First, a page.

When the possibility of becoming the Gaming Industry editor for LinuxWorld Magazine came up, I jumped. I love games! Part of it's the championship procrastinator in me, I have to admit. Another part's that I was born a daydreamer and games are a fun way of at least having shared daydreams. I also just like to have fun. I tend to be an overly serious person, and so learning to kick back and just relax takes a lot of time and effort. That's my excuse anyway, and I'm sticking to it. Stepping aside from the issue of whether adding software that lets us run Windows games under Linux is ultimately healthy for Linux or not (a topic I addressed with my gaming roundtable back in the April issue of LinuxWorld Magazine), when TransGaming ( announced their latest WineX release (now renamed Cedega), I thought it might be fun to see how their product is shapin... (more)

Smart Browser, Where Art Thou?

In 1998, I got my hands on Mitchell Waldrop's book called 'Complexity'. Ever since, I've been on an amazing journey discovering one of the most profound developments in modern science. Complexity, or more formally, the study of complex systems, is about unifying themes that run through all modern scientific disciplines including physics, biology, economics, ecology, linguistics, and sociology. John Holland, one of the fathers of complexity science, coined the term Complex Adaptive Systems to characterize ant colonies, societies, cells and ecosystems. He pointed out that the agents in these systems are adapting to the surrounding environment by building models and by learning. And as Jeff Hawkins summarized in his book 'On Intelligence', the human evolution has been about the progressive invention of various forms of memory. Genes, brains, language and books are all ... (more)

Fly the Disconnected Skies…

New Media Journal on Ulitzer For better or worse, much of my life these days is spent online. Don’t misunderstand – I’m not complaining! In fact, I like it this way. The opportunity to reconnect with long-lost friends on Facebook, to keep updated on ideas and insights via Twitter, to share my thoughts and opinions on this blog – I think it’s great! Naturally…as with anything…something you enjoy can become detrimental if it is overdone. Research indicates you can enjoy a glass or two of wine in the evening, and it’s good for your heart – but, if you start consuming much more on a daily basis, you’ll ruin your health. Being online can open up new vistas of knowledge and information — however, spend all of your life there, and you blow up your personal relationships. With that caution understood, imagine when I somewhat suddenly discovered myself getting tons of work do... (more)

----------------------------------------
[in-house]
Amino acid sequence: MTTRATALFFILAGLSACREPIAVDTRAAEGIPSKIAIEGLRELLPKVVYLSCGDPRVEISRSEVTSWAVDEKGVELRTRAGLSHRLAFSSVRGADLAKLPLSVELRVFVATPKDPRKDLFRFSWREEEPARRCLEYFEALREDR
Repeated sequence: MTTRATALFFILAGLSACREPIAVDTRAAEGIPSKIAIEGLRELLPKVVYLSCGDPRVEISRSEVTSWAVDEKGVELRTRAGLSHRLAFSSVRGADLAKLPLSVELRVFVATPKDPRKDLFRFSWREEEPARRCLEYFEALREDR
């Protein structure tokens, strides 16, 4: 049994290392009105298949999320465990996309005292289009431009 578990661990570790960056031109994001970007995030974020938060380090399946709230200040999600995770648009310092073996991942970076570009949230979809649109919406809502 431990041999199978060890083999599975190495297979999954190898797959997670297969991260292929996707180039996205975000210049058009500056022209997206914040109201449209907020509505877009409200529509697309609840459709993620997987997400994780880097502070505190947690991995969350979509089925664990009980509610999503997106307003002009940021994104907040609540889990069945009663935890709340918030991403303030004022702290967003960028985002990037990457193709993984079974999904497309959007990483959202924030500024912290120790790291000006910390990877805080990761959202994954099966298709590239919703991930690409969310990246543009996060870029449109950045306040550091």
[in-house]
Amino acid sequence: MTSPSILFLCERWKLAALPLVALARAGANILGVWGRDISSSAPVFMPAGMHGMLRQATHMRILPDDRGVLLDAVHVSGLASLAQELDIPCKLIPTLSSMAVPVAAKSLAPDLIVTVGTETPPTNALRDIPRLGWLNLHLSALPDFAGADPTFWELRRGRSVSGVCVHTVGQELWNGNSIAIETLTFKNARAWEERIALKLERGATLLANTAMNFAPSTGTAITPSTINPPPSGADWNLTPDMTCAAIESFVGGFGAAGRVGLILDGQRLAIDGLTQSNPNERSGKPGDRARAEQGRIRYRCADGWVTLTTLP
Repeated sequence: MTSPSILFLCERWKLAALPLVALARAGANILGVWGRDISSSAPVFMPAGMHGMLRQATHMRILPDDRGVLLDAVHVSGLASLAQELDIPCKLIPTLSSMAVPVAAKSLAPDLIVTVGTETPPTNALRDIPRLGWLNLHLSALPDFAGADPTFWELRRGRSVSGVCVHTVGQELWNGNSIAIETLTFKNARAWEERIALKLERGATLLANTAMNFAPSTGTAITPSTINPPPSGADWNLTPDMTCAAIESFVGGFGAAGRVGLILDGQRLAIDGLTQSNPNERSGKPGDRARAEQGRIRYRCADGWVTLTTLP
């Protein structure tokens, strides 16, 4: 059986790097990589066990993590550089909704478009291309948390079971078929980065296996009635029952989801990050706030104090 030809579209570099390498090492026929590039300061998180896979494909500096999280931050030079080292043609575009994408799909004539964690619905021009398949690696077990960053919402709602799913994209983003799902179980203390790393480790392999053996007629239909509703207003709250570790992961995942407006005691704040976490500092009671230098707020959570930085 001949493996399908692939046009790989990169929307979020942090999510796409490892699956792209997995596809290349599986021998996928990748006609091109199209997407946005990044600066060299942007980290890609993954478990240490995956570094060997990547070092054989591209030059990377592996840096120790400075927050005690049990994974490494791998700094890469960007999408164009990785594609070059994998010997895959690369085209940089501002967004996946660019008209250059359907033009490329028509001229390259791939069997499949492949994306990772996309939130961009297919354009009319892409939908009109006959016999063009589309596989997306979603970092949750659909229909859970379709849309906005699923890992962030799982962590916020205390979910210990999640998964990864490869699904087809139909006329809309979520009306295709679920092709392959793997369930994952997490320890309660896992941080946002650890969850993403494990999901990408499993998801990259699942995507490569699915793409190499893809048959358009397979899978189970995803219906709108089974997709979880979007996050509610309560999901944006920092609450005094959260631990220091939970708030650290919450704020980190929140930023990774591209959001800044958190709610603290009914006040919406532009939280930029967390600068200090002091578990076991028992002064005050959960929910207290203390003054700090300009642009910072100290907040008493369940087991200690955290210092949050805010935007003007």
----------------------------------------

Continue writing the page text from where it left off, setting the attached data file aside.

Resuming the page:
IMN Party Pulse: Corporate and Personal Branding a Key to Wine Company's Direct Selling Success

The success of direct selling companies is most often fueled by strong personal relationships: relationships that are built between the direct seller and their independent sales representatives and, in turn, the relationships that are created and sustained between their individual sales reps and their customers. IMN, an e-communications company with over 3,000 accounts globally, helps direct selling companies and their sales representatives to connect with customers in a high-touch, high-tech way. IMN, a thought leader in direct selling e-communications strategies, offers corporate and personal branding solutions that are revolutionizing the way direct sellers and their sales representatives connect and communicate. The IMN Party Pulse email newsletter solution was specifically designed for direct sellers to increase the number of parties they hold, increase sales ... (more)